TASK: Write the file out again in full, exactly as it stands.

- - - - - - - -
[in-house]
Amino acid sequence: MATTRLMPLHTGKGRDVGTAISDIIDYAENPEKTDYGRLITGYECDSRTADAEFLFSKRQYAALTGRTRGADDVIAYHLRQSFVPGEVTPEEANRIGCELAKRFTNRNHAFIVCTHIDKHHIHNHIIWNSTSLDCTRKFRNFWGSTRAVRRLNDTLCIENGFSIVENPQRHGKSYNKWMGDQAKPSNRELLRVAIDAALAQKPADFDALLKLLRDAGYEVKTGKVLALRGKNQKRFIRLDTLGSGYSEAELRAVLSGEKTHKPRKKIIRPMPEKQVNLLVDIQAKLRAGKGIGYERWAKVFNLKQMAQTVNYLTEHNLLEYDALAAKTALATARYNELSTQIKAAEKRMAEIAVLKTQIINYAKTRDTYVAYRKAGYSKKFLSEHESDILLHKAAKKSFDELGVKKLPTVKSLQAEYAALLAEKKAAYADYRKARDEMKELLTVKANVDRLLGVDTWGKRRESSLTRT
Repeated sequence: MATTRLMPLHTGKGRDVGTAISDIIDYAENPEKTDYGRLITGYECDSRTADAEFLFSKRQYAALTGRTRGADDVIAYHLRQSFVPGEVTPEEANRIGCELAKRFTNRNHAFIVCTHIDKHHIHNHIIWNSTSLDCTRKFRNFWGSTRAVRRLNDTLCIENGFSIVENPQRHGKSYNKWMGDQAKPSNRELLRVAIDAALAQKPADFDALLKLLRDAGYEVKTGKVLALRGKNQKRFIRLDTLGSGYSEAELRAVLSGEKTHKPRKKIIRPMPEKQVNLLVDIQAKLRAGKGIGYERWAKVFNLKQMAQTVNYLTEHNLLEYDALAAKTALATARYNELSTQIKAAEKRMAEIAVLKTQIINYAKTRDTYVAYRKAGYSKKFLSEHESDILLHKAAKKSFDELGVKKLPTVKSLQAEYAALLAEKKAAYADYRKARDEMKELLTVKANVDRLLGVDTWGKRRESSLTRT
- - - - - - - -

[in-house]
Amino acid sequence: MATTRLMPLHTGKGRDVGTAISDIIDYAENPEKTDYGRLITGYECDSRTADAEFLFSKRQYAALTGRTRGADDVIAYHLRQSFVPGEVTPEEANRIGCELAKRFTNRNHAFIVCTHIDKHHIHNHIIWNSTSLDCTRKFRNFWGSTRAVRRLNDTLCIENGFSIVENPQRHGKSYNKWMGDQAKPSNRELLRVAIDAALAQKPADFDALLKLLRDAGYEVKTGKVLALRGKNQKRFIRLDTLGSGYSEAELRAVLSGEKTHKPRKKIIRPMPEKQVNLLVDIQAKLRAGKGIGYERWAKVFNLKQMAQTVNYLTEHNLLEYDALAAKTALATARYNELSTQIKAAEKRMAEIAVLKTQIINYAKTRDTYVAYRKAGYSKKFLSEHESDILLHKAAKKSFDELGVKKLPTVKSLQAEYAALLAEKKAAYADYRKARDEMKELLTVKANVDRLLGVDTWGKRRESSLTRT
Repeated sequence: MATTRLMPLHTGKGRDVGTAISDIIDYAENPEKTDYGRLITGYECDSRTADAEFLFSKRQYAALTGRTRGADDVIAYHLRQSFVPGEVTPEEANRIGCELAKRFTNRNHAFIVCTHIDKHHIHNHIIWNSTSLDCTRKFRNFWGSTRAVRRLNDTLCIENGFSIVENPQRHGKSYNKWMGDQAKPSNRELLRVAIDAALAQKPADFDALLKLLRDAGYEVKTGKVLALRGKNQKRFIRLDTLGSGYSEAELRAVLSGEKTHKPRKKIIRPMPEKQVNLLVDIQAKLRAGKGIGYERWAKVFNLKQMAQTVNYLTEHNLLEYDALAAKTALATARYNELSTQIKAAEKRMAEIAVLKTQIINYAKTRDTYVAYRKAGYSKKFLSEHESDILLHKAAKKSFDELGVKKLPTVKSLQAEYAALLAEKKAAYADYRKARDEMKELLTVKANVDRLLGVDTWGKRRESSLTRT